Consumers in Shanghai are increasingly preferring light beers. Rice wine market is currently the biggest in Eastern China, but young consumers prefer grape wine, and demand for this product is expected to decline in the coming years. When it comes to grape wine, consumers in Shanghai are becoming more sophisticated in their choices, and more high quality imported wines are being introduced to the market. Traditional spirit drinking provinces, including Shandong and Anhui, will continue to see a high demand.
Spirits are very popular in Southwestern China, because of the large domestic producers are situated in the region, as example Sichuan Jian Nan Chun (Group), Sichuan Yibin Wuliangye Distillery, and Sichuan Tuopai Yeast Liquor. Southwestern consumers are price-sensitive, however, demand is increasing for more sophisticated products. Wuliange led sales of alcoholic beverages in China by focusing on medium-end wine brands, which proved to be in high demand in the region. Demand for domestic products in the region is declining, because of the entry of international brands.
There is a general preference towards lower-alcohol products, like beer and wine, in this region. Prices of beer brands remain stable in the south, although some brands have tried to increase sales by offering “buy-3-get-1-free” promotions.
With its colder climate, so most consumers like to consume spirits. Tsingtao Brewery’s brand Hans, which is produced in the region, led volume sales of alcoholic beverages, as it was preferred by consumers for its heavier taste. Competition between domestic and imported products is high. The imported brand Budweiser led sales within on-trade mediums, but the domestic Hans brand continued to lead overall beer sales in the region.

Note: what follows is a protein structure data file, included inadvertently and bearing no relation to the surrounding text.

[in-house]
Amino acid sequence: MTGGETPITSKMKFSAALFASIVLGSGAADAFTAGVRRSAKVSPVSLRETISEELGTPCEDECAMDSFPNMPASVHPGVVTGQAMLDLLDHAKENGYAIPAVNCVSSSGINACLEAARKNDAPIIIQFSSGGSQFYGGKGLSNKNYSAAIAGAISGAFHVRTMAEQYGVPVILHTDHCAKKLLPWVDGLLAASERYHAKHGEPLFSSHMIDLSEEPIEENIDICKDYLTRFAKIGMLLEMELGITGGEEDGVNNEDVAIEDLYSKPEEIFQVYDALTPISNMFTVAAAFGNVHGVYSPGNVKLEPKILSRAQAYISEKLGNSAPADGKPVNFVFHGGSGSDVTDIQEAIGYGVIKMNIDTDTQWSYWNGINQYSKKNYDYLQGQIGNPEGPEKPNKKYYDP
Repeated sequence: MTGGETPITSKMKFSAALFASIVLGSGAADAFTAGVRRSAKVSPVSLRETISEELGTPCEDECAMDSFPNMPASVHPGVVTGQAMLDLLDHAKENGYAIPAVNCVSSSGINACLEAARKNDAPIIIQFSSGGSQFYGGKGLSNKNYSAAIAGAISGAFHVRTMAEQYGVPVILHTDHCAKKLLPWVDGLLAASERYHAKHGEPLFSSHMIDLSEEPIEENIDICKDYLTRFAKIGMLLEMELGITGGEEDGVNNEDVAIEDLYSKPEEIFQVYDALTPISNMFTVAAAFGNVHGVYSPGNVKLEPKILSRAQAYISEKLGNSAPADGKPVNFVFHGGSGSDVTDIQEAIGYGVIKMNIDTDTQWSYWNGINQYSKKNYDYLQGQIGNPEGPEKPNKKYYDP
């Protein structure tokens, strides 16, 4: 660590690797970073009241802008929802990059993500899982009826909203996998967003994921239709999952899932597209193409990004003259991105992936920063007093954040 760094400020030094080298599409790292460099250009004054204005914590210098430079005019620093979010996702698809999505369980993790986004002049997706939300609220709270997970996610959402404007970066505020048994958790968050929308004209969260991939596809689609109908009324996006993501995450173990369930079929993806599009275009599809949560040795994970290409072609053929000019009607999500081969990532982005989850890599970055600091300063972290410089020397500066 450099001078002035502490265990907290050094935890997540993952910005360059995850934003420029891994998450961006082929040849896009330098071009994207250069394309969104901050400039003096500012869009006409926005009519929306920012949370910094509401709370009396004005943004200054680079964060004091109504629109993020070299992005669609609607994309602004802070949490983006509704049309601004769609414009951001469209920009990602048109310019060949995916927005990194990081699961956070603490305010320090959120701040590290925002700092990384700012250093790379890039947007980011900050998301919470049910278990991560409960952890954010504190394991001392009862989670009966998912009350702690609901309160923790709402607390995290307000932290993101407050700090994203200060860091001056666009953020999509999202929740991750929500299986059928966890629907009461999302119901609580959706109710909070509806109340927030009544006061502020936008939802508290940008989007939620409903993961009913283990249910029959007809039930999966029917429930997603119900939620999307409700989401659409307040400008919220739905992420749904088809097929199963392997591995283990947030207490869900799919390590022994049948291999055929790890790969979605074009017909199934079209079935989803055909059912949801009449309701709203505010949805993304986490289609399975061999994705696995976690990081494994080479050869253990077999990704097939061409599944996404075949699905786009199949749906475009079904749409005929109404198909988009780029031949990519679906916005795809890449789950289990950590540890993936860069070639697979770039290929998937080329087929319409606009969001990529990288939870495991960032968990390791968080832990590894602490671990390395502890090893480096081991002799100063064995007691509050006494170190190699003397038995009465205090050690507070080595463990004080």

Northern and Northeastern China
Like other regions in China, Northern and Northeastern China has also experienced an increase in sales of grape wine, non-grape wine and low-alcohol beer, in response to the growing health trend. Some of the preferred low-alcohol brands include, Tsingtao, Blue Ribbon and Carlsberg. In addition, particularly in Beijing, interest is growing in Chinese Herbal Spirits, which are said to have various health benefits. The number of imported brands available in off-trade facilities has increased in the region, as specialty retail stores have brought the product to their consumers. Yanjing is the leading brand in the region. Foreign producers of spirits have increased their focus on the Chinese market, particularly in Beijing, which is helping to generate healthy competition.
Sales of alcohol increased at a constant rate in the Central region. International brands also grew as Western-style bars, karaoke, and nightclubs have become more popular and thereby increased demand. Central China’s market is still dominated by local brands and consumers in the region remain loyal to these brands.